Decent students struggle to remain decent while warding off their peers who are not. To do so, decent, usually nonviolent students who think adults cannot protect them devise ways to protect themselves. These students may carry weapons for protection, and use posturing, threat displays, and other behavior to appear dangerous and unmanageable. Their hope is that intimidation will ward off predators over whom adults have relinquished control. Students use toughness and bravado as self-protective behavior, and these have become dominant indicators for social evaluation in the peer group. This is the process through which decent students become transformed into proactive instruments of violence. (p. 40)

Moreover, another ingredient in this mix is teacher complacency or apathy concerning violence in the schools. In this regard, Shidler (2001) reports that, "Violence occurs each day within earshot of teachers, ranging from verbal taunts to pushing, shoving, and other types of physical contact. Often, teachers do nothing. This teacher-sanctioned violence is indicative of destructive conflict management. Students' violent behaviors go unchallenged by teachers and administrators, and may result in significant damage to students' self-esteem and sense of dignity" (p. 167). Researchers have found that 80% of children enter their 1st grade year with a high self-esteem and a high sense of dignity; however, by the time children reach 5th grade, just 20% have maintained the same sense of self-esteem, and only 5% carry a high sense of dignity into high school (Shidler, 2000). Therefore, because the entire school's population, including professional staff, is involved in some fashion or another by the incidence of violence, the population to be served by this initiative is a school's entire student body, teachers, support staff, administrators and parents or caregivers. This approach is congruent with Furlong and Morrison (2000) who advise, "When violence occurs in the community, and especially on a school campus, whether by the hands of another student or by an outsider, actions must be taken to ensure the safety of all students and the staff who serve them" (p. 71).

IV. Scope of preventative efforts.

The scope of the preventative efforts envisioned herein are broad and are based on other school-based violence prevention programs that use Elliott et al.'s (1998) definition in developing and implementing intervention strategies that attempt to prevent violence in school settings. Other violence preventive intervention initiatives, though, have also used broader definitions of violence that include delinquent and antisocial behavior such as verbal abuse, the threat of the use of weapons, vandalism, and property crimes (D'Andrea, 2004). Still other prevention programs have expanded this definition by defining six categories of violence as shown in Table 1 below.

Table 1.

Six Categories of Violence to be Addressed.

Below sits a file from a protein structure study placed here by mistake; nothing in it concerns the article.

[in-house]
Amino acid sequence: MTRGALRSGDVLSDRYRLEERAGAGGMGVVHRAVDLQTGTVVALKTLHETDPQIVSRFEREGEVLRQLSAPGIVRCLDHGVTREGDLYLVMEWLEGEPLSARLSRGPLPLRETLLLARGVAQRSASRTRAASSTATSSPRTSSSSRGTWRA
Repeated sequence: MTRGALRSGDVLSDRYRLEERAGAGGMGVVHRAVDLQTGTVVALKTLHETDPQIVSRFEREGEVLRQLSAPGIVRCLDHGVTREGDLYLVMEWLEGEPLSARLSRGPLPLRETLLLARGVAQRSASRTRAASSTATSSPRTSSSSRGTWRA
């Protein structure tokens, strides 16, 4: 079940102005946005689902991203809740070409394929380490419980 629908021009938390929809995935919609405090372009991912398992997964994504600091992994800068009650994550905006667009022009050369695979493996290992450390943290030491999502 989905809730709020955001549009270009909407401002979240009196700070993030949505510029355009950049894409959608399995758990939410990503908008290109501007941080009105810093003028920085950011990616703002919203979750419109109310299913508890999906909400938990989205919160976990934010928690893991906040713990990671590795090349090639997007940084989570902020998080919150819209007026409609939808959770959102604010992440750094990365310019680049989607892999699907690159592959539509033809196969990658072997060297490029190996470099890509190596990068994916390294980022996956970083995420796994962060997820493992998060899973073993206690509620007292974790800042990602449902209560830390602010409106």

Physical violence

Included in this category are fistfights that occur in public schools, various forms of physical violence committed by youth gangs, and frequent though underpublicized incidents of domestic violence.

Sexual and gender violence

This category includes hostile and aggressive behaviors that devalue gays, lesbians, and women in our society. Although a tremendous amount of media attention is directed to the problem of violence in our schools, the same amount of attention is not devoted to examining violence against women, which occurs with much greater frequency. The magnitude of this latter problem is highlighted by the National Health and Education Consortium, which reports that one woman is battered every 12 seconds in the United States, usually by a family member, husband, boyfriend, or other acquaintance.

Media violence

Experts have noted that the average child in the United States has viewed more than 10,000 hours of violence on television by the time she or he is 12 years old (Hughes & Hasbrouk, 1996). Investigative reports that emerged from the deadly killings that took place in 1999, at Columbine High School in Colorado, suggested that the repeated viewing of violent films, having access to various hate sites on the Internet, and playing violent video games were all factors that are thought to have contributed to the deliberate manner in which Eric Harris and Dylan Klebold planned for and conducted the shooting at their Colorado high school.

Cultural-racial violence

As the nation continues its transformation into an increasingly multicultural society from a nation that has historically been comprised of a majority of persons from white European ancestry to a nation in which most of its citizens will come from non-White, non-European backgrounds, the racial tensions that characterize the country are likely to become exacerbated in the future unless time, effort, and resources are directed toward dealing with this problem. Without directing appropriate resources to deal with the heightening tensions that will predictably accompany the cultural-racial transformation of the United States, several multicultural counseling theorists have argued that these tensions are likely to lead to the… [END OF PREVIEW] . . . READ MORE

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Program Evaluation of a Proposed Violence Prevention.  (2007, August 6).  Retrieved December 2, 2021, from